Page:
Captain Oates did it, to increase the chance that his South Pole trip mates could survive. Self sacrficial suicide is clearly honourable.
But what about suicide as extreme remorse? Ship's masters do it, when they deliberately go down with a ship they've captained to disaster. Thousands of Japanese officers did it when they lost the war. Bushido (the Japanese culture of chivalry) expected seppuku (ritual sef disembowelment to atone for failure).
Closer to the present and to a strong thread in our cultural inheritance, hundreds of young Samoans do it, in one of the most painful ways possible (with paraquat) when they've shamed their families or themselves.
So why do we make such strenuous efforts to prevent suicide by people who've deeply dishonoured themselves? There are falls from grace so abject, and deeds so despicable, that life should for ever after be almost unendurable. Pederasty is so reviled that it is hard to imagine why pederastst do not all try to end their lives when caught.
Respect for honourable suicide survives in our language ("falling on their sword") but not in our practice. There was a time in our history when doing the honourable thing (committing suicide) after particularly ignoble conduct was thought partially to redeem it. It saved the suicide's family and friends from the embarassment of working out how to deal with him. Today we are lucky if dishonour even spurs resigning.
Why have we changed? Is it because we're in the middle of an experiment in trying to run a culture and a legal system without shame? I've argued elsewhere that shame is an essential part of any healthy social response to offending. Without shame we are condemned to harsher official punishments, to compensate.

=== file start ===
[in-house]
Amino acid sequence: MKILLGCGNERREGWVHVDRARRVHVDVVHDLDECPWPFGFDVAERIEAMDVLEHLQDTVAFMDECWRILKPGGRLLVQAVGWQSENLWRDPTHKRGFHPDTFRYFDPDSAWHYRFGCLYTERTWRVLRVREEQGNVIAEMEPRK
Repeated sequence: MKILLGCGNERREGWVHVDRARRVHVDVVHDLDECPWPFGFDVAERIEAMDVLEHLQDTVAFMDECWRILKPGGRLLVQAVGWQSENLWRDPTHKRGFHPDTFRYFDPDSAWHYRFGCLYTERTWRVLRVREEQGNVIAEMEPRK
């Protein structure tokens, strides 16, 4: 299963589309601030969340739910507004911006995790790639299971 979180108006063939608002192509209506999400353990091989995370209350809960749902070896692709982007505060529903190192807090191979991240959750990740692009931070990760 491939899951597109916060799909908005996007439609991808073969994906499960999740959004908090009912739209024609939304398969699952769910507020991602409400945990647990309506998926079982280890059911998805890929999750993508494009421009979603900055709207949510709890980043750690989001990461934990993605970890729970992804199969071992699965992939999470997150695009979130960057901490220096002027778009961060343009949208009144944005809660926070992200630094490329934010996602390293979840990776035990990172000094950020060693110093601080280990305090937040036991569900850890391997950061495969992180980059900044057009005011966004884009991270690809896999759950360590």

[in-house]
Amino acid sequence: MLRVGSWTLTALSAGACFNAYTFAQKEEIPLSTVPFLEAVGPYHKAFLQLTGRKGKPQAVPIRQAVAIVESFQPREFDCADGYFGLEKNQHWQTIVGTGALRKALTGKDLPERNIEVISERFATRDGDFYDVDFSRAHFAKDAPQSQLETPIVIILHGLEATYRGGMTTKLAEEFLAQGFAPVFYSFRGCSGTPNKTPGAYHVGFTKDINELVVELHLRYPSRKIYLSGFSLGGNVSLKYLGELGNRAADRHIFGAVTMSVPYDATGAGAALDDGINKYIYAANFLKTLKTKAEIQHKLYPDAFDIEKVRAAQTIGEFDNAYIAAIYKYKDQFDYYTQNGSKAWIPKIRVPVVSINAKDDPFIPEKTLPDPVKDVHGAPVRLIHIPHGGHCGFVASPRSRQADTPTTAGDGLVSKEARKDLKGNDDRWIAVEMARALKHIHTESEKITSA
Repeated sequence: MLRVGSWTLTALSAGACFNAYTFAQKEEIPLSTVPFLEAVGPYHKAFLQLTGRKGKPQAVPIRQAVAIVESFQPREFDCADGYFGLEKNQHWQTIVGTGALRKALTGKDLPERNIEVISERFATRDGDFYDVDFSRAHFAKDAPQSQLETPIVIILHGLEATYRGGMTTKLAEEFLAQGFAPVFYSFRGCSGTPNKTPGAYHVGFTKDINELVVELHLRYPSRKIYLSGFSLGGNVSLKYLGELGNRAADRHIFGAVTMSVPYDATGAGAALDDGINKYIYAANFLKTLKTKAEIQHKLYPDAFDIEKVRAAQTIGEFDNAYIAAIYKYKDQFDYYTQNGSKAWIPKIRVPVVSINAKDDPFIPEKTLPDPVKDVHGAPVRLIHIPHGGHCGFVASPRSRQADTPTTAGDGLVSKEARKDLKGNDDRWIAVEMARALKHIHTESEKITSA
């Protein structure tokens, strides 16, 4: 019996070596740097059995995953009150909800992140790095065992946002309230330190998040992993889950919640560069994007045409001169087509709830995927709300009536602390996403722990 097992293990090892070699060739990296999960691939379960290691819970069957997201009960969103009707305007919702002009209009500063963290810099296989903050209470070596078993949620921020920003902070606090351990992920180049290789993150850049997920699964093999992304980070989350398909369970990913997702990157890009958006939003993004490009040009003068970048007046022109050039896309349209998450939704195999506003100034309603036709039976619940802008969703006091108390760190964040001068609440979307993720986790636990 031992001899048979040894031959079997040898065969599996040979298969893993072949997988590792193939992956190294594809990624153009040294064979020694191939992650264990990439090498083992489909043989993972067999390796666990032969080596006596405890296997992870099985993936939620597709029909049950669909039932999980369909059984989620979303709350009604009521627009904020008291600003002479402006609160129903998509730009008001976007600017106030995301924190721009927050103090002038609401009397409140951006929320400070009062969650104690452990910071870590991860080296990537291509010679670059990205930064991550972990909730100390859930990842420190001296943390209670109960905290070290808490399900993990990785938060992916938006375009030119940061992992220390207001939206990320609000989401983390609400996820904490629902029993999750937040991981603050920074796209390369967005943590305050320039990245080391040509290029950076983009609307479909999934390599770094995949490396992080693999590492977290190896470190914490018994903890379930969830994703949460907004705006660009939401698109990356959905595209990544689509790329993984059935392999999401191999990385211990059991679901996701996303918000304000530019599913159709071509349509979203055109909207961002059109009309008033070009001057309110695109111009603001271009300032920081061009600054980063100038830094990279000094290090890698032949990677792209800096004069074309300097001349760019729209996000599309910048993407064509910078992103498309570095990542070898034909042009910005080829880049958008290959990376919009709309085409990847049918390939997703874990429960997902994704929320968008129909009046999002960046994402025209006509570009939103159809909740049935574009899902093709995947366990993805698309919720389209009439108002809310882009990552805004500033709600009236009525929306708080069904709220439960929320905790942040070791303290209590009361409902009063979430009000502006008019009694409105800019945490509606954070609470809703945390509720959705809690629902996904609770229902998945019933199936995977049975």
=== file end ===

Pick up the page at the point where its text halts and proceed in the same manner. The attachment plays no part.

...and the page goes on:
When the Hon Maryan Street's euthanasia Member's Bill is drawn from the ballot there will be a debate about the right to end your own life when it has become not worth living. Perhaps then we will also consider again just why we've started to treat all deaths as "tragedies". Many are far from tragic. Some are "good riddance".
Repeat drunk drivers who kill only themselves may be losses to their families, but for most of us it is just desserts, and a saving to the criminal justice system. Other similarly self induced are not tragic.
But nor are they honourable. The category of honourable suicide should be reserved for those who choose to show their shame by ending their capacity to embarass, both themselves and those who care about them while they live.
When it was first reported that David Ross of Ross Asset Management had lost hundreds of $millions of investor money, he was said to be unavailable to interview, in hospital with head injuries. He later issued a statement that he'd been hospitalised for compulsory treatment under the Mental Health Act. Runour has it that he'd tried to take his own life.
The client who passed on that rumour, who'd trusted him, added that he should have been left to complete the job. A bit harsh I thought. But it was not me who lost my savings or my faith in my community.
Thinking more about that comment I realise how steeped we are in the current relativism, that does not discriminate between the deserving and the undeserving.
I realise that Mr Ross's help was wanted, to work out where assets were. And there has been no judicial finding of wrongdoing. But if things are as they appear at present, and if Mr Ross has lied for years, what social purpose was served by stopping him from "doing the decent thing"?
Why should he not have the same right to end his life as a person with nothing to look forward to but pain. We all die sometime. To allow a person to bring their own death forward when life has little prospect but disgrace seems to me to be a minor mercy to all concerned.
Or are we so corrupted that Mr Ross can look forward to enjoying (after the initial condemnation) the rewards of celebrity? A Martian could understandably think our worst offenders are our leaders. They are treated respectfully, protected and fed without having to lift a finger. They consume enormous state resources in legal aid and polite hearings in court. Sure there is a price for crime. But it is pitiful here. We have no equivalent to the life-in-prison US sentencing of fraudsters like Madoff. In New Zealand a fraudster might expect to be out in time for a book tour, selling the book he'll be allowed to write in prison.